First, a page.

Yet, when I read their piece, and looked at the so-called evidence for this inflammatory headline, it didn’t really hold up.  The one study cited in the piece was a large scale one (that means a large sample, which adds to credibility) held at 26 elementary schools. Sounds good so far. But, the schools were in … Canada. Now, I know next to nothing about the Canadian school system and teaching methods, not to mention all the other social differences between our population and the Canadian one that was studied here.  What I do know is that, without discussing these things, it’s difficult to compare the two school populations. The authors even made the pronouncement that, because the youngest fifth-graders in the study tested five points higher in IQ than fourth graders of the same age, that school makes children smarter. Without knowing the measurement methods for said IQ, or the class and affluence backgrounds of the kids, or the sample size, this is a ridiculous statement.

In the end, there’s plenty of things that can influence your child’s IQ. Apparently, breastfeeding increases it (or lack of breastfeeding lowers it. Whatever). First born children tend to have higher IQs than younger siblings, by a whopping (sense the sarcasm here) three points. But that doesn’t mean that your kid will be an idiot because you didn’t breastfeed (remember: there was a whole generation that was formula fed, and many of them turned out all right), or that you should only have one child because the rest will be “inferior.” That would be ridiculous, right?

Just like it’s ridiculous to make sweeping generalizations about kids and redshirting. While there might not actually be a “success advantage” in redshirting, as was previously thought, it might benefit your child in other ways. You’re the only one who can look at your child and decide what fits them best. Maybe being the oldest in a class would help them socially. Conversely, perhaps being the youngest in the class fits their competitive side.  Just use your instincts and decide. Because, whatever you do, depending upon the frantic advice of “experts” shilling books probably isn’t going to help your child, although it will definitely help the authors’ bottom line.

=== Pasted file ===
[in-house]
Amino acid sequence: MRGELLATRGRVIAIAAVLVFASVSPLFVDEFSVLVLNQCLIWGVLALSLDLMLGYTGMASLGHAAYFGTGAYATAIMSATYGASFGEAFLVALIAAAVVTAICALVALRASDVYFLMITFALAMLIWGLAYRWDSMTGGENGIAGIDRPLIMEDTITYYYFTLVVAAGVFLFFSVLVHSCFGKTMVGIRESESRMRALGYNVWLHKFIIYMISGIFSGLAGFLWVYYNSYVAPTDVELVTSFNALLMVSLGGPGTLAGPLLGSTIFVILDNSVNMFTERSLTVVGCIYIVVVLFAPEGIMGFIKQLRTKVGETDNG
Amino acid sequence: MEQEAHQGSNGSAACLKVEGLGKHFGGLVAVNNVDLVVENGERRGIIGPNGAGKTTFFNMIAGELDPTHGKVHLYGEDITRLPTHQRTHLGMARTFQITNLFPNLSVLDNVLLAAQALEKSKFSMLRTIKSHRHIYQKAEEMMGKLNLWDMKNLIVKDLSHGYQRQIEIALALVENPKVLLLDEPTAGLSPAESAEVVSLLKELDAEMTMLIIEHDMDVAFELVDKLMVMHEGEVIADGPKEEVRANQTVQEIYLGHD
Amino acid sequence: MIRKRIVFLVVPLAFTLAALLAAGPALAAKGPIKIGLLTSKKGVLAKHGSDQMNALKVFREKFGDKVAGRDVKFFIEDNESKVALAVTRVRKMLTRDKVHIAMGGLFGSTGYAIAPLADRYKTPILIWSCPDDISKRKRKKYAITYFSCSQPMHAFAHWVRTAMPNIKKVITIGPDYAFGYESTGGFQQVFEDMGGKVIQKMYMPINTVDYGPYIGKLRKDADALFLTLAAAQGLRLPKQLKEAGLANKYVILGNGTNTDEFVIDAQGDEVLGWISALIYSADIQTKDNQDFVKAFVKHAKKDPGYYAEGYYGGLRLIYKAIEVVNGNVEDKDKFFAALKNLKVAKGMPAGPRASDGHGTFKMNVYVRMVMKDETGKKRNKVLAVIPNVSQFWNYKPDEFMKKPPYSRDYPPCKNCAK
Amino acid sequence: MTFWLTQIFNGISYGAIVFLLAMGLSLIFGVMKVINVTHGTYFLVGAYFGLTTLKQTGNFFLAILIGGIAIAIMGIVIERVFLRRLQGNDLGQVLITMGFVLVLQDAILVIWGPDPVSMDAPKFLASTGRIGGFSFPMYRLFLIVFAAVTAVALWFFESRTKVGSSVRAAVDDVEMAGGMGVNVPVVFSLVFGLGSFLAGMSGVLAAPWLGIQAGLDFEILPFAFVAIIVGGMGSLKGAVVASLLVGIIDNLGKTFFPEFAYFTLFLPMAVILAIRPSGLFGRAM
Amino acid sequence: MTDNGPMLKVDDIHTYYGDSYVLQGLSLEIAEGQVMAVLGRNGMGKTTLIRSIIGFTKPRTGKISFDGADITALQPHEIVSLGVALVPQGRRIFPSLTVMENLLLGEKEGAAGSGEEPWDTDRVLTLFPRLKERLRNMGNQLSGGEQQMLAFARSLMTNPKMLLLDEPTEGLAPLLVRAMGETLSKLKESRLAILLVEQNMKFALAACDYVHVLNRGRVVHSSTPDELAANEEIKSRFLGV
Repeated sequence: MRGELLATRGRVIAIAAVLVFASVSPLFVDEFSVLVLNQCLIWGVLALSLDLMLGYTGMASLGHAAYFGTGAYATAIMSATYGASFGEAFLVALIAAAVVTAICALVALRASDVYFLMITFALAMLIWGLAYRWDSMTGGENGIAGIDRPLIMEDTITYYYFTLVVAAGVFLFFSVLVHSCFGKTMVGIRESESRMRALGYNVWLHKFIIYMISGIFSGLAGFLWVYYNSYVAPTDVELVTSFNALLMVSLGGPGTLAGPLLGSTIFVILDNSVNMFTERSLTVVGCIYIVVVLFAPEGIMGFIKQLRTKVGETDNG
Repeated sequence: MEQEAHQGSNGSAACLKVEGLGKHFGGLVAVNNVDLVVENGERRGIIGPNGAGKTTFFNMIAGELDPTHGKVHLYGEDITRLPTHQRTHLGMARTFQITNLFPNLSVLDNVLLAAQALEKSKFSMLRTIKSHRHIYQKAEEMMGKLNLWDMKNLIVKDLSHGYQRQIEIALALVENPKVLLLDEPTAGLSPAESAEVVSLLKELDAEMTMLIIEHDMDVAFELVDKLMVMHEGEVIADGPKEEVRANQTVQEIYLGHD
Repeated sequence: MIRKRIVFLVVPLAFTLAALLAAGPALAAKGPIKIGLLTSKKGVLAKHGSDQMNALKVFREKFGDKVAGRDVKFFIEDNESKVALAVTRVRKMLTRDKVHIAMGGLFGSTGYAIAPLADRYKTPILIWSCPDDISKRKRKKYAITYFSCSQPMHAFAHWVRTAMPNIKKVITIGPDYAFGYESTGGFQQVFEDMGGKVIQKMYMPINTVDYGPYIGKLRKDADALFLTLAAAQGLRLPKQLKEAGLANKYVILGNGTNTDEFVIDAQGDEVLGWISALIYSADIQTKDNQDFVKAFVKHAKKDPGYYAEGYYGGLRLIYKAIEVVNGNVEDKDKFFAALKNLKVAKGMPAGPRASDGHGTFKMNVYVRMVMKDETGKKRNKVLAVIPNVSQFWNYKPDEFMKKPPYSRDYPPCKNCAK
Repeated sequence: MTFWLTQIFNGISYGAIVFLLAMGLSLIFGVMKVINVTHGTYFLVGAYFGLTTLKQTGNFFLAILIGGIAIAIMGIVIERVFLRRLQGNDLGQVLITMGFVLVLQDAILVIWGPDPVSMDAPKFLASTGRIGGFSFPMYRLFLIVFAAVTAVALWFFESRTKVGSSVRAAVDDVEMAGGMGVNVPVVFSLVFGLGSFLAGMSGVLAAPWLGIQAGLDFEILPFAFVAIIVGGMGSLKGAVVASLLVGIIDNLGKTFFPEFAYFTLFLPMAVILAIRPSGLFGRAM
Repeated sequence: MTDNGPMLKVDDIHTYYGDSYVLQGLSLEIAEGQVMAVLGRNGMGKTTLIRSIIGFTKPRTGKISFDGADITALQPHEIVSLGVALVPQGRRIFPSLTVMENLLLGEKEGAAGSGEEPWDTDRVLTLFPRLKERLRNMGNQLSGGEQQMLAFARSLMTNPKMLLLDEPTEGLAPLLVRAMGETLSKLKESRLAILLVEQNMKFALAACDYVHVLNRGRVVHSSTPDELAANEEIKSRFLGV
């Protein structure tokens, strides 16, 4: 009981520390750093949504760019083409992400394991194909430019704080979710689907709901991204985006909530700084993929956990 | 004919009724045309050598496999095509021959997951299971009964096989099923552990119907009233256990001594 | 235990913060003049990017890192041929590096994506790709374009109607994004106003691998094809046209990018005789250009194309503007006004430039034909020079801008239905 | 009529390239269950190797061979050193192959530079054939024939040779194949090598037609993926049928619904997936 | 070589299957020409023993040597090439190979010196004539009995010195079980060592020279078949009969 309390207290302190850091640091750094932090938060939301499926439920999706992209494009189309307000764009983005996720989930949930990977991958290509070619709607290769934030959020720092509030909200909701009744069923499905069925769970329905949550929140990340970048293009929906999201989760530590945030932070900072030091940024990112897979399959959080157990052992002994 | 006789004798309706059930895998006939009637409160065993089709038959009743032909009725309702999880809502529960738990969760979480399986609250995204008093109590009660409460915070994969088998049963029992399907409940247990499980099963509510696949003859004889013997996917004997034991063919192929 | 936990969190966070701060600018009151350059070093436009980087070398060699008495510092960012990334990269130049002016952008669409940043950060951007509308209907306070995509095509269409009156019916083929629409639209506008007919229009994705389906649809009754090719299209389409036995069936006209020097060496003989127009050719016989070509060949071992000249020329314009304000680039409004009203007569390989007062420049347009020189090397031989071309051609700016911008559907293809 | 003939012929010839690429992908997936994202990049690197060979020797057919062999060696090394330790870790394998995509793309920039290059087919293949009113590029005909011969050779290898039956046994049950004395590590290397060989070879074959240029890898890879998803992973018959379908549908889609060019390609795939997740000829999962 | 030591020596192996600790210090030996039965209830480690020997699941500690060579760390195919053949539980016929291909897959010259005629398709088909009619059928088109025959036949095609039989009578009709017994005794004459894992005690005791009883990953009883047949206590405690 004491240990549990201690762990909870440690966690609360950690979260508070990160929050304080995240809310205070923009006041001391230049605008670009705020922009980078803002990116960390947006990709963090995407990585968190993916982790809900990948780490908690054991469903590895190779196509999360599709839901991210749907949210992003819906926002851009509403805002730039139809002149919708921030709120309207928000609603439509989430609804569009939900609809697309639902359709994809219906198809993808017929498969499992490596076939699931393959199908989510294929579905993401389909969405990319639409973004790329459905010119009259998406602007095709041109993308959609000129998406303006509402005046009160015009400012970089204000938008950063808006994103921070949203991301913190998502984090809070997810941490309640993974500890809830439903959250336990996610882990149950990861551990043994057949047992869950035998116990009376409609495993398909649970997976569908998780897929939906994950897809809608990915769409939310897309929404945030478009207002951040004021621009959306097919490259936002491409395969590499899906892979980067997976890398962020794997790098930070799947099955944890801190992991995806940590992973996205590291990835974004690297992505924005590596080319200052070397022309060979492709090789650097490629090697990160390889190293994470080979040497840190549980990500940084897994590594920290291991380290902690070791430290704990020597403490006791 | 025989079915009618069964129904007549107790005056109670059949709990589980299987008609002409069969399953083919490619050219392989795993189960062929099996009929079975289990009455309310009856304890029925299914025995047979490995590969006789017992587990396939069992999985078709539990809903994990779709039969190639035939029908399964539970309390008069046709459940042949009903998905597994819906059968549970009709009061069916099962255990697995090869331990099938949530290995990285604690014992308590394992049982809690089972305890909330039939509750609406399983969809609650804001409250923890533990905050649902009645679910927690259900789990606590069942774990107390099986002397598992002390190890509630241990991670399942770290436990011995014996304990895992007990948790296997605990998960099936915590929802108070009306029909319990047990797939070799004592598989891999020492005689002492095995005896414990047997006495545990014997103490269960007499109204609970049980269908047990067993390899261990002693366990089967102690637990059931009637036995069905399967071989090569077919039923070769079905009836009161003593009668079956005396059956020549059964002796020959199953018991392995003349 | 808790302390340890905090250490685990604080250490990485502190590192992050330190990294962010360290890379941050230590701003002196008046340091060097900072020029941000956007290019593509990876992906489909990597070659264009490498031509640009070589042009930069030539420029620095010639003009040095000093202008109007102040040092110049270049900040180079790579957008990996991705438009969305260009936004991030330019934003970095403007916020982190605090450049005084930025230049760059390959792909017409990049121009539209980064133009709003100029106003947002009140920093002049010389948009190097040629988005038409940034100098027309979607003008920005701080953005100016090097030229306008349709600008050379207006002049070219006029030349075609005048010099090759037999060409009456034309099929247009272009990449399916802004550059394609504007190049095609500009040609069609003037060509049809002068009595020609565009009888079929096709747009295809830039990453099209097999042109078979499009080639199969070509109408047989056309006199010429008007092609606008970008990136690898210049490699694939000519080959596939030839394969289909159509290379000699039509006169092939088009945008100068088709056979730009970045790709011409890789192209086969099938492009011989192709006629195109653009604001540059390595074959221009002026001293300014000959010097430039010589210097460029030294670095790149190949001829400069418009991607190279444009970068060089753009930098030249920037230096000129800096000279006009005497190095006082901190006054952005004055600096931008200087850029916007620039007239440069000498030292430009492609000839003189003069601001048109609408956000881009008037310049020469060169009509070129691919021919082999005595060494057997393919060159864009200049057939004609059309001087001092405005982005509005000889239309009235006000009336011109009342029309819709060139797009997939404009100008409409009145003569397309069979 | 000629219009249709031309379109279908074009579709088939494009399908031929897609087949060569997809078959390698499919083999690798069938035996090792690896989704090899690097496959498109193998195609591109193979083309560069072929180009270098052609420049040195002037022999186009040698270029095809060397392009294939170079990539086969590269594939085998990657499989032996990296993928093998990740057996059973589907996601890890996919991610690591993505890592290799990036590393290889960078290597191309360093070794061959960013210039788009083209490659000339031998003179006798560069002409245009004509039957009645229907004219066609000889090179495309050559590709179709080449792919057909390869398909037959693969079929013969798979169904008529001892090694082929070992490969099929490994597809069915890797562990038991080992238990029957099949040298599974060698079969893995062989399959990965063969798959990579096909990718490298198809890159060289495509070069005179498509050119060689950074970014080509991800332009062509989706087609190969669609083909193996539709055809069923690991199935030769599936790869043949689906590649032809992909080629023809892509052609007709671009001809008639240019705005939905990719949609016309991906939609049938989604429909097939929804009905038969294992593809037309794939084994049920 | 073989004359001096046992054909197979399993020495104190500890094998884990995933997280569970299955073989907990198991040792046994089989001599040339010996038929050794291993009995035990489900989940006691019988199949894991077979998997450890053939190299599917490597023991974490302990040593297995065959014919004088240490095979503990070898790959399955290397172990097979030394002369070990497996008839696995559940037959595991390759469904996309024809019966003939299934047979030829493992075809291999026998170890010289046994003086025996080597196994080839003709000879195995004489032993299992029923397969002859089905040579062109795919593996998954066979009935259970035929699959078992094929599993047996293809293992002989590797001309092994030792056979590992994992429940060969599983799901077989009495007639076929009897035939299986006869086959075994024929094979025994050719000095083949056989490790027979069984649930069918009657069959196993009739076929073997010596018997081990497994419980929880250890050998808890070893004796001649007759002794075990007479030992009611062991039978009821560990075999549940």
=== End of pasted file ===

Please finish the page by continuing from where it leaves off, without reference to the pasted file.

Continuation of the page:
Coming Soon- Part Two : Jenny discusses how her daughter was redshirted (sort of) upon her move from 3rd St. Elementary to Mirman School. 

Jenny Heitz has worked as a staff writer for Coast Weekly in Carmel, freelanced in the South Bay, and then switched to advertising copywriting. Her daughter started 4th grade at Mirman School this year. She previously attended 3rd St. Elementary School. Jenny has been published recently in the Daily News and on Mamapedia, The Well Mom, Sane Moms, Hybrid Mom, The Culture Mom and A Child Grows In Brooklyn. She now writes about gift ideas and products on her blog, Find A Toad

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What If You Don’t LOVE The Schools You’ve Toured So Far?

I’ve talked to a few moms recently who’ve said they haven’t seen any schools they’ve really loved. They like them, but don’t really understand what the big deal is. That said, they’re applying to these schools that they don’t really love. So far, they haven’t had that “ah-ha” moment.

I must have looked surprised during these conversations because when I toured schools I had trouble narrowing down the list. It seemed like each school I looked at was more amazing then the next. But, geography limited our choices.

If you haven’t seen any private elementary schools you’ve fallen in love with, keep looking! More likely than not, you’ll find a school or two that will find you making a mental note, “must get our kid into this school” category.  If that doesn’t happen, tour more schools. Expand your options. Then, if you still don’t find at least one or two schools you absolutely must get your kid into, tour your local public school to see if it would be a good fit for your family. Private schools are expensive, especially if you think they’re just ok. And, try to find something about each school you are enthusiastic about before your parent interview. A lack of interest in the school will definitely be obvious to the admissions directors.

Tour, tour, tour. Tour some more! You gotta love it!

Take A Look! Dazzling New Outdoor Spaces At Wildwood Elementary School

Update: Emma Katznelson is now the admissions director at Wildwood. See our profile of her HERE.

I was honored to be invited to Wildwood Elementary School for a tour of their new outdoor learning and play spaces on Friday. Ever since my step-mom and co-author, Anne Simon, served as head of Wildwood’s Elementary School, I’ve had a special place in my heart for the school.